The summer after my friends stopped talking to me, I was at a soccer camp away from my family. One afternoon I was called out of practice to a pay phone in one of the dorms. My grandmother was on the line to tell me my stepfather had died. He had been dying of cancer for years but his condition had worsened quite recently. He was in his early 40s.

I went back to my dorm room and started crying. I was alone and terribly upset. Shortly after, my roommate arrived back from practice. He looked surprised to see me crying. At the time I was sort of a tough kid in the camp. I was extremely competitive at soccer. I had challenged a few kids to fights and they had backed down.

“What’s wrong?” my roommate asked.

“My stepdad has cancer,” I told him.

For a long time thereafter, I wondered why I had not been more forthright about what had happened; my stepfather had just died. Nevertheless, I had minimized everything because I was afraid if my friend knew the truth I would not be accepted. I could have told everyone in the camp that my stepfather had died. Instead, I decided to remain tough and project a strong exterior.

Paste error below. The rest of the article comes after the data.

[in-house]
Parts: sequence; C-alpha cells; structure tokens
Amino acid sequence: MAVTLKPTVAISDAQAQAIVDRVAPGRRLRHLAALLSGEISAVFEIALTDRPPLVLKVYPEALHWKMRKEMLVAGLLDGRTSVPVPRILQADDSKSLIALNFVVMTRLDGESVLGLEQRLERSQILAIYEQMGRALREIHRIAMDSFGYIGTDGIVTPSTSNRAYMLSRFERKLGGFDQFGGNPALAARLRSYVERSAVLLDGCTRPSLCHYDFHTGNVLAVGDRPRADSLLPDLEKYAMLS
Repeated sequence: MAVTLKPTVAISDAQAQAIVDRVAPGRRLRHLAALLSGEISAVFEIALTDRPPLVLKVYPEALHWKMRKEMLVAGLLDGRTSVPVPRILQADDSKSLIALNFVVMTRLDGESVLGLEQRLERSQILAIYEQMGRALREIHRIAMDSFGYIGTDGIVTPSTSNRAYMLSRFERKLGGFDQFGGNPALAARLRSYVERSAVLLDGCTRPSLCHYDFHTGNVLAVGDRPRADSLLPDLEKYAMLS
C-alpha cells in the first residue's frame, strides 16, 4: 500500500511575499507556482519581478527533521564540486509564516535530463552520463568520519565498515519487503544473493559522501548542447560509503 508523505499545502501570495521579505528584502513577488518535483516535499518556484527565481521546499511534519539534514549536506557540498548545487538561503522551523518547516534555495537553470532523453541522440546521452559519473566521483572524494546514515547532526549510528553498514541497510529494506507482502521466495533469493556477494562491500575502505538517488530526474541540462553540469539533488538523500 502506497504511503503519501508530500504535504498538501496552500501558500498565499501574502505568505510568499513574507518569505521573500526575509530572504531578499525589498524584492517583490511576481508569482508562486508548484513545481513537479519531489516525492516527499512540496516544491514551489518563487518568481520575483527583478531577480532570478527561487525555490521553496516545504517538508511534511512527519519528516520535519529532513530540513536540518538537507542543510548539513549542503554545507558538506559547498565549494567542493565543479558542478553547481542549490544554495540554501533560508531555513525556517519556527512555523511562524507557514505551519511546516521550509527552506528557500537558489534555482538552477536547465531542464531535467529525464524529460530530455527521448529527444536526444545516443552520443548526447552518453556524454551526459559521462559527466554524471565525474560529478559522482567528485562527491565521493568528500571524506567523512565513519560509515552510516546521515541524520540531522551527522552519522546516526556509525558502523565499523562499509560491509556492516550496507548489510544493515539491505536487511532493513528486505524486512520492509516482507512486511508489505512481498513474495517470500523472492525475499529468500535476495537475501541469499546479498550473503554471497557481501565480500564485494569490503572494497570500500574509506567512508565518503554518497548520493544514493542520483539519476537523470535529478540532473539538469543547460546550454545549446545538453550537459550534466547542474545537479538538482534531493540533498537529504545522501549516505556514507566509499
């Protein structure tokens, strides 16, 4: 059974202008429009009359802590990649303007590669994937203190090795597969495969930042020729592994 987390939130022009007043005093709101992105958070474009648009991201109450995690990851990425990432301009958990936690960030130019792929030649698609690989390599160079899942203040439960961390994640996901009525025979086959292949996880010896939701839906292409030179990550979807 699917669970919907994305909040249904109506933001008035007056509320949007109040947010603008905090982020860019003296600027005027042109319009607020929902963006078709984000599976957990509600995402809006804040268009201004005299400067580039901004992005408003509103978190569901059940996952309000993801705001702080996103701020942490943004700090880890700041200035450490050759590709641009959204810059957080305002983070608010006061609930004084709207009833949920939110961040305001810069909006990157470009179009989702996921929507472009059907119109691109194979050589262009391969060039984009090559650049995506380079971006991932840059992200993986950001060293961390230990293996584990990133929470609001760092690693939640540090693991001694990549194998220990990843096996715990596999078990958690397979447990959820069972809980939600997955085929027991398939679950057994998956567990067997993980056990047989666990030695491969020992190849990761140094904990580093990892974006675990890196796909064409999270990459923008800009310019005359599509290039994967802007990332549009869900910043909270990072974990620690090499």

The next day, in front of the entire camp, one of the boys I had challenged to a fight announced he now wanted to fight me. He was wearing glasses. I was still too upset so I made some excuse about not wanting to fight; I was defeated because I refused to fight. It was very difficult – I was very hurt by my stepfather having died but I was too embarrassed to let anyone know how vulnerable this had made me.

Something very few people understand is how to be vulnerable. We all have aspects of ourselves that we’re afraid to share because if we do we won’t be accepted. We numb ourselves to fit into a mold we think others want to see.

The reason so many of us are afraid to be vulnerable is because we fear that if other people see who we really are we won’t be worthy of a connection with them. Connection is what it’s all about for everyone. We all desperately want to connect with others: we need connection in order to survive and to live. Everything we do in our lives is about connection.